2. OOC: I was not ready for this. ((Far Rock Resort, Endaasi)) Salzaar had needed some time away, and Tenna had respected that. But there was a certain point where she went from respecting his need for space and becoming genuinely concerned for his wellbeing. That time had come, and she had attempted to contact him, unsuccessfully. So Tenna had gone sleuthing, a skill she was quite good at after years of working in trade and development. She knew her boss had gone down to Endaasi and hadn't returned to the ship. Starfleet vessels were meticulous about recording the comings and goings of all personnel, including civilians. She'd started where the crew had mostly beamed down, inquiring at the local hotels. They hadn't been helpful, but the directory had. There were stunning holo-images of different areas of the planet to visit. One such place was an archipelago that boasted private island retreats. Knowing Salzaar and his state of mind after the trial, she'd also want to go to a place far removed from other sentient minds. Betazoids needed to actively filter the thoughts of those around them, and she figured Salzaar might want to just stop doing that for a while to focus on his own feelings for a change. A few well-placed questions and vague promises later, and Tenna had found out what island he was on, and chartered a small boat to take her there. The islands proved to be slightly more fortress-like than she'd expected, as most customers simply used the transporter to access them. Tenna had to climb a narrow, slippery trail around the steep cliffs before finally reaching the summit, home to a small, rustic cabin. She could see the genuine surprise on his face when Salzaar opened the door. Tenna was one of the few people who gave off very little of her own thoughts for a telepath to detect. Deep down, she was overjoyed to see Salzaar's face. The normally enthusiastic man had been so low lately and even Tenna hadn't had much luck helping pull him up from that. Kyd: Hey you... Valys: Tenna, I... How did you find me? Kyd: ::[...]ing her head to the side:: Who do you think you're talking to? Valys: ::Thinly smiling:: Yes, I suppose that was a foolish question... A foolish question from a foolish old man... Salzaar stepped to the side and waved his hand, inviting his assistant into the small but charming cabin. A fire crackled in the stone fireplace casting playful light on the wooden and stone walls. The slate sea outside seemed calm, as though facilitating a thoughtful atmosphere for discussion. Salzaar walked into the small kitchen and tapped a command on the countertop. Two cups of tea materialized quickly. The cabin wasn't devoid of modern comforts, for all its rustic charm. He handed a cup to Tenna. Kyd: You doing alright? Salzaar sat heavily in a comfortable chair in front of the fire. Valys: Yes. ::Casting her a glance:: Oh don't look at me like that. I'm fine. I'm just contemplating living like this for the rest of my days. I think I could do it. Far from the thoughts of others. Far from the petty scheming of people in power. Kyd: For what it's worth, I see you as more of a wide open plains person than a cold sea person. ::She sipped her tea:: Seriously though, Salzaar... I'm not here to try and influence your decision one way or another. I'm just here to make sure you're alright. Valys: It takes a special kind of person not to immediately leap in with their own opinion. So thank you for that... Where do you see your career going, Tenna? Kyd: I hadn't really come equipped to talk about my own career either, you know... Valys: Still, seems like a fair question. Kyd: I like what I do right now. I get to make a difference behind the scenes. Valys: Have you ever thought about dropping 'assistant' from your title? Kyd: Thought, sure. Still not sold on it though... Valys: Maybe think on it a bit more... I'd feel better knowing you might be the one to succeed me. Before she could say anything else, an urgent beeping started to emit from the hidden comm system in the cabin, followed by an announcement. Comm: =/\=This is an automated alert. A strong tidal surge is projected to impact this area. All beings are required to evacuate immediately. Proceed to designated transport location and prepare for transport.=/\= The message repeated, but Salzaar and Tenna were already in action. Salzaar grabbed his few personal belongings and put them into his bag. Tenna helped by gathering things and handing them to him. Nothing like a sudden natural disaster to put a pause on a serious discussion. They rushed outside the cabin to the middle of the island. Salzaar looked out at the ocean. It looked as calm as it had last time he'd checked. There was no big wave heading their way. The system's star had even made an appearance from behind a cloud. Kyd: Look... Salzaar had never heard Tenna's voice approach anything close to fear before. This was a first. He looked in the direction she was staring. Moving toward them was a surge in the surface of the ocean. From here it looked like a bulge. There were several other islands like this one stretching in the direction of the wave. One by one, the wave hit those islands, engulfing them with a dramatic crash of white water. Then there was just the wave. Comm: =/\= Prepare for transpor- Wait. There are two life signs at your location. You booked alone, we weren't expecting-=/\= Valys: =/\=Not a good time with the wave approaching!=/\= Comm: =/\=You don't understand. The pattern buffer is already maxed out for evacuation!=/\= The sky darkened as the wave approached. Salzaar could see the surge clearly now. Like the other islands, theirs would be erased. Valys: =/\=Then get my companion out of here!=/\= Kyd: No! Not a chance! Comm: =/\=We can't. Sorry. We're locking onto your comm signal...=/\= Salzaar shoved his hand into his bag and grabbed his comm badge. Valys: Sorry Tenna... He slapped the badge onto her and pushed her away from him. Tenna Kyd vanished in a shimmering Endaasi transporter beam. Salzaar smiled as the wave exploded against the side of his small island paradise, engulfing it like the others in the archipelago. PNPC Salzaar Valys Federation Trade Representative UFP Trade and Economic Outreach Bureau & Tenna Kyd Assistant to the Representative UFP Trade and Economic Outreach Bureau Simmed by LCmd Edward Spears, MD Chief Medical Officer / Second Officer USS Constitution-B C239502ES0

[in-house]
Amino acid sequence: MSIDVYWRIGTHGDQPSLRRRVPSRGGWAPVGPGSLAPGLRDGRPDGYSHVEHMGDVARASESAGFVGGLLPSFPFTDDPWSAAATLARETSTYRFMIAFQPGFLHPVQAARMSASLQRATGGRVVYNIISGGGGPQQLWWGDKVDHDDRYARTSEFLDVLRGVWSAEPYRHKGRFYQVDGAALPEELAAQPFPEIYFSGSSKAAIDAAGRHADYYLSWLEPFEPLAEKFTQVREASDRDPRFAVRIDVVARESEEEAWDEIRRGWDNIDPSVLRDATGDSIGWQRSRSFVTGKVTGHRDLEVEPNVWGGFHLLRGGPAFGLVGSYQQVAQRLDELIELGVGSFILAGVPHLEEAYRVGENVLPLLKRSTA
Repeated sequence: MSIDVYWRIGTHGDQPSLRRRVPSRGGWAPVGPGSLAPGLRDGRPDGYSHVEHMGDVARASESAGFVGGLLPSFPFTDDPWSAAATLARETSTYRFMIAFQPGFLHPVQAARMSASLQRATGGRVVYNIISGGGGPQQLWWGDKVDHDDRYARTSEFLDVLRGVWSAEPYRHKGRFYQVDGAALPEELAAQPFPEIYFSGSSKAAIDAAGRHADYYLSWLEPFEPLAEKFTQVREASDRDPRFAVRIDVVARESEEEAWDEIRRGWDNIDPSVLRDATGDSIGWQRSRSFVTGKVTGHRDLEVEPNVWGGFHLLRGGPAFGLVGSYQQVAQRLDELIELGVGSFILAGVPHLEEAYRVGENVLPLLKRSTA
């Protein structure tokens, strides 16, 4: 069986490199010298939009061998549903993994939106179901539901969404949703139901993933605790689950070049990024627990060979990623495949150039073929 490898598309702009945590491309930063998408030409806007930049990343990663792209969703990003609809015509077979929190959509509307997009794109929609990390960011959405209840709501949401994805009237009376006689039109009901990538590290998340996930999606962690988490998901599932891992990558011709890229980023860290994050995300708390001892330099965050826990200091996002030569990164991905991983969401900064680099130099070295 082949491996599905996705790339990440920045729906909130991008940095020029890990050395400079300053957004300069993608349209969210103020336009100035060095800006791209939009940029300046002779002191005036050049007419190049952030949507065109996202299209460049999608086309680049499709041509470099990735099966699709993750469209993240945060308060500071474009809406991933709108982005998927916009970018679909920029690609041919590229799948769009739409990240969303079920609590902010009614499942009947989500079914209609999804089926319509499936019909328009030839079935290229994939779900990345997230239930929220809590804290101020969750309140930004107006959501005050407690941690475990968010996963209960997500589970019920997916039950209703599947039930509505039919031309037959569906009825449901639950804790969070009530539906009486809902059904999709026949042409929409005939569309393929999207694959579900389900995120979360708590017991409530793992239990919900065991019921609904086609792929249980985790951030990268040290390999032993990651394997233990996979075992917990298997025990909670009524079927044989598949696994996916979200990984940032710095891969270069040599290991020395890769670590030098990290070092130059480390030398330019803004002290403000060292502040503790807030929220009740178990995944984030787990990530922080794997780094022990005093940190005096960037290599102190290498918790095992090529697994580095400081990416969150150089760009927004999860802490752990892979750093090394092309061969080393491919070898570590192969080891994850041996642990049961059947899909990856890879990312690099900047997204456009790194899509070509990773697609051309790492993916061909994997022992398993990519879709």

3. T'Seva focusing on the important things.